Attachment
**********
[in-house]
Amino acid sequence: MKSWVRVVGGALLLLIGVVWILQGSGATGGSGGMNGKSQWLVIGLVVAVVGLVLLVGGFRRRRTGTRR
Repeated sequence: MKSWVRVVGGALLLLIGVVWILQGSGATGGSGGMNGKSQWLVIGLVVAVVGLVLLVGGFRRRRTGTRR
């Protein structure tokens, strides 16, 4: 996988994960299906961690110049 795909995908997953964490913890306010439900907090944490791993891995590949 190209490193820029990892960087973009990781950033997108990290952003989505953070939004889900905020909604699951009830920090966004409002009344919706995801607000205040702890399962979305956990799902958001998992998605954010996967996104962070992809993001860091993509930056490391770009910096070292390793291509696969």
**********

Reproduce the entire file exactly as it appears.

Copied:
[in-house]
Amino acid sequence: MKSWVRVVGGALLLLIGVVWILQGSGATGGSGGMNGKSQWLVIGLVVAVVGLVLLVGGFRRRRTGTRR
Repeated sequence: MKSWVRVVGGALLLLIGVVWILQGSGATGGSGGMNGKSQWLVIGLVVAVVGLVLLVGGFRRRRTGTRR
């Protein structure tokens, strides 16, 4: 996988994960299906961690110049 795909995908997953964490913890306010439900907090944490791993891995590949 190209490193820029990892960087973009990781950033997108990290952003989505953070939004889900905020909604699951009830920090966004409002009344919706995801607000205040702890399962979305956990799902958001998992998605954010996967996104962070992809993001860091993509930056490391770009910096070292390793291509696969």